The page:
Perriat, D., Plazy, M., Gumede, D., Boyer, S., Pillay, D., Dabis, F., Seeley, J., & Orne-Gliemann, J. (2018). “If you are here at the clinic, you do not know how many people need help in the community.”: perspectives of home-based HIV services from health care workers in rural KwaZulu-Natal, South Africa in the era of Universal Test-and-Treat. PLoS ONE, 13(11)


Harling, G., Gumede, D., Shahmanesh, M., Pillay, D., Bärnighausen, T., & Tanser, F. (2018). Sources of social support and sexual behaviour advice for young adults in rural KwaZulu-Natal, South Africa. BMJ Global Health, 3(6), e000955


Ngwenya, N., Gumede, D., McGrath, N., Shahmanesh, M., Grant, A., & Seeley, J. (2018). Community perceptions of the socio-economic structural context influencing HIV and TB risk, prevention and treatment in a high prevalence area of HIV in the era of antiretroviral therapy. African Journal of AIDS Research, 17(1): 72–81.


Plazy, M., Perriat, D., Gumede, D., Boyer, S., Pillay, D., Dabis, F., Seeley, J., & Orne-Gliemann, J. (2017). Implementing universal HIV treatment in a high HIV prevalence and rural South African setting – field experiences and recommendations of health care providers. PLoS ONE, 12(11)


Harling, G., Gumede, D., Mutevedzi, T., McGrath, N., Seeley, J., Pillay, D., Bärnighausen, T., & Herbst, K. (2017). The impact of self-interviews on response patterns for sensitive topics: a randomized trial of electronic delivery methods for a sexual behaviour questionnaire in rural South Africa. BMC Medical Research Methodology, 17(125)


Gumede, P.R., du Plessis, G., & Gumede, D. (2013). The psychosocial needs of teenagers orphaned by HIV and AIDS: a qualitative study in KwaZulu-Natal. The Social Work Practitioner-Researcher, 25(1): 79-95




Dr Juliet Ramohai         






























Ramohai, J. 2013. Towards a social sustainability in higher education: enhancing students’ solidarity and togetherness through collaborative projects in racially diverse learning environments. Journal of Transdisciplinary Research in Southern Africa, Special edition. 9(3): 430 – 445.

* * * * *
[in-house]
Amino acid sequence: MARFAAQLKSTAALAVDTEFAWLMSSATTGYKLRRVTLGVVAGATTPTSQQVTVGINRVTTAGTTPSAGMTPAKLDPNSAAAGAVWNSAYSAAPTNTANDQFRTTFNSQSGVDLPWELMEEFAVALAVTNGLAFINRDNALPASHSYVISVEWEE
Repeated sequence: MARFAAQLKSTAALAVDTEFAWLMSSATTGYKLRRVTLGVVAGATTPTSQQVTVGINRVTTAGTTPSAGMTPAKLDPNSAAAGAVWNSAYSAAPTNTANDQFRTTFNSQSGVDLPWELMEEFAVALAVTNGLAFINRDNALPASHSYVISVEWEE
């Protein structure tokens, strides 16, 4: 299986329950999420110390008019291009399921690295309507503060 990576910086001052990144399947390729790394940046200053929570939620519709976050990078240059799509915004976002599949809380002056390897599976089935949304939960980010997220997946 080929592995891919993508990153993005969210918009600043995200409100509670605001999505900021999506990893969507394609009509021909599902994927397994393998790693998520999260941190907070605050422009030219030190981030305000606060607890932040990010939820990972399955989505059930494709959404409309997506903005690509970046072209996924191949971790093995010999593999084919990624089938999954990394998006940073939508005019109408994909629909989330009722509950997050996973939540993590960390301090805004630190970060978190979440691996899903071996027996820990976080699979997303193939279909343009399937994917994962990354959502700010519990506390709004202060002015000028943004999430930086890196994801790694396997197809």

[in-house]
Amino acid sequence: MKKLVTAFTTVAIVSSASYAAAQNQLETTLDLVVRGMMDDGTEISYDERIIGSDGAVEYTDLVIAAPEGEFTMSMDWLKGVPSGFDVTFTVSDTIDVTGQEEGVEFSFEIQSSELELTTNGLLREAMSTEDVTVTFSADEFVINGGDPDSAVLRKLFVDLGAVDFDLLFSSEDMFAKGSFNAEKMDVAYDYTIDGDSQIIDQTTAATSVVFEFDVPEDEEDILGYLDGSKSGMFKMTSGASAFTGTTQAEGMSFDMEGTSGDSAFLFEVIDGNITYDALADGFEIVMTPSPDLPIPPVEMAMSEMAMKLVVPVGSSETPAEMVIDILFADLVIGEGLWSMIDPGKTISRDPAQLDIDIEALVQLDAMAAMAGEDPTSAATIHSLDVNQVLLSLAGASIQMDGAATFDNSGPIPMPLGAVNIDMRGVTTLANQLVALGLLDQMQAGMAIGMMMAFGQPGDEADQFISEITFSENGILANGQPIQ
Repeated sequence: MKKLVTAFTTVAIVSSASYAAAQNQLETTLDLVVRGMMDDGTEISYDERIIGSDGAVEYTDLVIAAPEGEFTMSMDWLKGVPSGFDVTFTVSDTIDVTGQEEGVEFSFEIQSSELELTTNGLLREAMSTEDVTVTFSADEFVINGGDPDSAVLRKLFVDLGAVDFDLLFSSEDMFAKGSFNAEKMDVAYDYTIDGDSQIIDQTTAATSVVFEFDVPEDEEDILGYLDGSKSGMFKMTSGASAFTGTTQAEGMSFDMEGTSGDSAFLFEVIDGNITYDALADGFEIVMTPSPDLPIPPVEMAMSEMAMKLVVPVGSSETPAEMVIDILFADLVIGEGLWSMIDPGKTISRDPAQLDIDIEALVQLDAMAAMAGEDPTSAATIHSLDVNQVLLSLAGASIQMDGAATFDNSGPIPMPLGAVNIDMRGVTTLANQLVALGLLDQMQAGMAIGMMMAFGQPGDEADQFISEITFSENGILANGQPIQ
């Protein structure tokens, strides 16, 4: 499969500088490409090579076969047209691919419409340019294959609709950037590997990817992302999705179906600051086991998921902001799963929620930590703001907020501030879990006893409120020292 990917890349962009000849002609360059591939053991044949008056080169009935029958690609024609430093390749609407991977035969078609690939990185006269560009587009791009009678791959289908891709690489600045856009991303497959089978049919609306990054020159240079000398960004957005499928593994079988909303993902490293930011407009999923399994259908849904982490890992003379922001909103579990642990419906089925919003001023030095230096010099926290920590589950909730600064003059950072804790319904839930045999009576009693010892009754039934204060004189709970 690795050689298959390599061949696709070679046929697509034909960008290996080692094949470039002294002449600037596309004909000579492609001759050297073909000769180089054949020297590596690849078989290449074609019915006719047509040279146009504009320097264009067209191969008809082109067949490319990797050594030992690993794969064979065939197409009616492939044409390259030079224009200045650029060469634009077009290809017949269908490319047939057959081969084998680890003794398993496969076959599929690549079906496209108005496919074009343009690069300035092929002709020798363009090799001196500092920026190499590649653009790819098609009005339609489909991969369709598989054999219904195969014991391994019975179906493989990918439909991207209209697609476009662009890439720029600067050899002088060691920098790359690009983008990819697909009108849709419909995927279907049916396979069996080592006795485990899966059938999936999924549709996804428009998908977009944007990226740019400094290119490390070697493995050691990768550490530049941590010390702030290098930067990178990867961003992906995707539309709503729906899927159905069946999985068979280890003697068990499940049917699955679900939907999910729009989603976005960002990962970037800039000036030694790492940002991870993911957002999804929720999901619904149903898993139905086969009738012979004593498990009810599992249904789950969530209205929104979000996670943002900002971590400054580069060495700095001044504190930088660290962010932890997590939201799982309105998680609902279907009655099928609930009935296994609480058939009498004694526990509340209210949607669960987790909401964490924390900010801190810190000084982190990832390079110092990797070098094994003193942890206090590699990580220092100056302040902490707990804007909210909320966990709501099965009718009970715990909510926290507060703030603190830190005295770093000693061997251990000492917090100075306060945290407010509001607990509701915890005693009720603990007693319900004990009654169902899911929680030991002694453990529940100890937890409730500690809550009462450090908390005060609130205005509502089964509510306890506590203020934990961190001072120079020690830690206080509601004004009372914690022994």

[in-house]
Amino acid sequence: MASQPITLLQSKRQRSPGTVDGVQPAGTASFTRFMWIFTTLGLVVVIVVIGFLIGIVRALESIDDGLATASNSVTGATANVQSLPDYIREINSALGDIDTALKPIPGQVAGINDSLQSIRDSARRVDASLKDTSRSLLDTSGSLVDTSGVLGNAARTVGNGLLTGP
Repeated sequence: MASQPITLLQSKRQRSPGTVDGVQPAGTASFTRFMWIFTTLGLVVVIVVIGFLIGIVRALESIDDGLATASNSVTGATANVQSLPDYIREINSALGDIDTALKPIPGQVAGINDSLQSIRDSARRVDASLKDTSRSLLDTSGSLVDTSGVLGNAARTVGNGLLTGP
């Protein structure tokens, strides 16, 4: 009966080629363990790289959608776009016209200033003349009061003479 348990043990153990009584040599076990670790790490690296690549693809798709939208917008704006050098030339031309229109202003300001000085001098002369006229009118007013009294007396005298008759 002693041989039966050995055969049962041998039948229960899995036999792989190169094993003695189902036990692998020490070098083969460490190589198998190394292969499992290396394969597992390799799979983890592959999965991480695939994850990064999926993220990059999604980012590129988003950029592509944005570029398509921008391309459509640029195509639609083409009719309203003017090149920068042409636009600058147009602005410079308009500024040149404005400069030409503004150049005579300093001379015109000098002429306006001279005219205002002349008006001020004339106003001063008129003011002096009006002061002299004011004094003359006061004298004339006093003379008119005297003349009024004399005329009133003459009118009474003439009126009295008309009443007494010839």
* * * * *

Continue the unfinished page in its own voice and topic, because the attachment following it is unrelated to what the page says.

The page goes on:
Ramohai, J. 2014. ‘Marginalised Access’ in South African Higher Education: Black women academics speak! Mediterranean Journal of Social Sciences, 5(20): 2976 – 2985


Alexander, G., Ramohai, J. & Van Staden, A. 2014. Why Did It Happen to Us? Confronting the Individualisation of Racism in a Historically White Afrikaans Institution of Higher Learning. Mediterranean Journal of Social Sciences, 5(23)


Ramohai, J & Marumo K.  2016. Women in Senior Positions in South African Higher Education: A reflection on Voice and Agency. Alternation. 23, (1): 135 – 157


Alexander, G., Ramohai, J. & Ramoruti, M. 2017.   Teacher and Parental Views Regarding Learner Motivation in a Rural School Setting of Lesotho.  African Journal of Pedagogy and Curriculum. 3(1) 


Ramohai, J.  2019. Women in senior management positions at South African universities: their movement in, out and across institutions. Gender in Management: An International Journal. 34(3): 217 – 232 (https://doi.org/10.1108/GM-10-2017-0138)


Ramohai, J.  2019. A black woman’s perspective in understanding transformation and diversity in South African higher education. Transformation in Higher Education. 4(0):

Ramohai, J. An argument for psychosocial support for women leaders in residential youth care centres in South Africa (under review)

Abiolu, R., Ramohai, J., & Linganiso, L. 2022. Reformatting educational priorities within online learning in South Africa in view of Covid-19. In George Fomunyam and Sibusiso Moyo (Eds). Theorising Research, Innovation and  Internationalisation in  African  Higher  Education  Institutions.  Sense Publishers (forthcoming)

Ramohai, J & Holtzhausen S. (2022). Academic women departmental heads’ coping mechanisms during COVID-19: A capabilities approach perspective. Perspectives in Education, 40(4): 89 – 103. http://dx.doi.org/10.38140/pie.v40i4.6190